Pocket-hole joinery, or pocket-screw joinery, involves drilling a hole at an angle — usually 15 degrees — into one work piece, and then joining it to a second work piece with a self-tapping screw. The technique, in addition to doweling, is said to have its roots in ancient Egypt, although much doubt is thrown on this theory. Older woodworking reference books never mention the technique of pocket-hole joinery and contemporary woodworking references describe it as new and nontraditional.
Improvements in pocket hole jig technology in recent years have made pocket joints not only easy but often preferred in certain applications such as many types of face frames.
There are numerous different styles of pocket joints, but the basic idea is a jig with a machined aluminum guide cylinder is positioned at a precise angle in the jig. The jig is then clamped to the headboard, and a particular bit the same diameter as the hole (with a much smaller bit on the tip) is used to drill through the aluminum cylinder into the headboard.
Once the pocket hole has been drilled in the headboard, the tailboard is clamped into place, and a screw is driven through the pocket hole into the tailboard. If the glue is to be added to strengthen the joint, it should be placed on the mating surface between the tailboard and headboard before inserting the screw.
Pocket hole jigs
Pocket holes can be formed by drilling a series of holes until a pocket hole is created, but pocket hole jigs make the process much quicker and easier. Pocket hole jigs allow the user to drill a hole at an accurate angle to get a good joint. Using a pocket hole jig also makes for a cleaner and neater appearance as opposed to creating a pocket hole without the help of a jig. A pocket hole jig is generally made of plastic and has a metal insert that the drill bit is inserted through to drill the hole. A jig can be a stationary device that the wooden pieces are clamped into, or a portable device that is clamped onto the wooden pieces.
When joining boards at a right angle, it is important that the cuts are precise and square to prevent gaps or un-perpendicular joints between the boards. Some woodworkers lay out their project before drilling their pocket holes and mark the face of the board that they want to drill to ensure the hole is in the correct location. Most pocket joints are made by screwing into the face or the edge of the board rather than the end grain because the screw will grab better.
Pocket hole joint screws
Self tapping pocket screws are used for pocket hole joints. Pocket screws are generally more expensive, but they are needed for a tight, strong joint. Pocket screws have a wide washer head to prevent screwing too far into the joint and cracking the wood. The self tapping screws will grip any type of wood, but coarse threads are needed for softer wood and fine threads are needed for harder wood.
- Because the screws act as internal clamps holding the joint together, glue is unnecessary (but usually recommended) for most common joints. If glue is used, clamping is not required because of the ‘internal clamps’ holding the joint together while the glue dries.
- Gluing and screwing the joints together prevents gaps from forming as wood shrinks and expands with temperature and moisture.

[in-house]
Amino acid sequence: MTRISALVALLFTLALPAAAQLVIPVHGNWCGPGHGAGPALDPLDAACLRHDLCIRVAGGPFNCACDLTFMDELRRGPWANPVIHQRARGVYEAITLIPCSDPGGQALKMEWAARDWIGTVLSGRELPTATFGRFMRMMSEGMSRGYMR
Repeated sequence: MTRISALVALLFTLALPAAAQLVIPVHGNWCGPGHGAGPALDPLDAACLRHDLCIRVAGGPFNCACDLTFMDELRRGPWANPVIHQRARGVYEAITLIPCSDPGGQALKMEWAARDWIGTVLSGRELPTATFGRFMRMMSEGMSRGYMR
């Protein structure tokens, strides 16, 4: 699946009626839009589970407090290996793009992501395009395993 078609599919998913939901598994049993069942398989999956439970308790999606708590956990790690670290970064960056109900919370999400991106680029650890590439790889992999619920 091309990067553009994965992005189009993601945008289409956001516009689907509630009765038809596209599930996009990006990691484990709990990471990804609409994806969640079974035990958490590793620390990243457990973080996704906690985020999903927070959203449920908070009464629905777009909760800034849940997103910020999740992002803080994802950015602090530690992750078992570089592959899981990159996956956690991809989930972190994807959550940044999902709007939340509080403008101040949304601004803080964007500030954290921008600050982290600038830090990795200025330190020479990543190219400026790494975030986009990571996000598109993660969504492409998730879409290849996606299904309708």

- Requires only one hole to be drilled, eliminating the need to precisely line up mating workpieces, as is required with dowel and mortise and tenon joints.
- Does not require any complex mathematics or measurements, such as those used in mortise and tenon joints.
- Because pocket-hole joinery doesn’t require access to the inside of the joint, quick repairs are possible without completely disassembling the joint. Fixing a squeaky chair or strengthening furniture requires only the drilling of additional pocket holes, and the use of screws to pull the two pieces together.
- Pocket hole joints have been proven to be superior to traditional joinery. A comparable mortise and tenon joint failed at 453 pounds under a shear load while a pocket hole joint failed at 707 pounds.
- A broken pocket-hole joint “likely can’t be repaired”.
There Many applications of pocket-hole joint:
3. Beveled corners
5. Edge banding
Edge banding is used to cover the exposed sides of materials such as plywood, particle board or MDF, increasing durability and giving the appearance of a solid or more valuable material. Common substitutes for edgebanding include face frames or molding. Edge banding can be made of different materials including PVC, ABS, acrylic, melamine, wood or wood veneer.
6. Edge joining
7. Euro-style cabinets
8. Face frames
9. Cabinet frames
10. Leg rails
11. Picture frames
13. Window jambs
HOW POCKET HOLE JOINERY WORKS
The important thing to always keep in mind, whether you are using pocket screws or not, is that screwing into the end grain of a board provides the weakest connection.
THE DRILL BIT AND SCREWS
A pocket hole’s stepped drill bit has a narrow tip to guide the screw and a wider part to bore the pocket hole.
DRILLING THE POCKET HOLES
The nice thing about pocket hole joinery is that you only have to drill a hole in one board: you don’t have to drill a matching hole in its mating piece like you would for a dowel joint. This allows for a lot of flexibility when positioning your holes. Anywhere you place them on the board it fine.
SCREWING THE BOARDS TOGETHER
Make sure the board the screw will be driving into is the face or edge grain board. This is the correct way: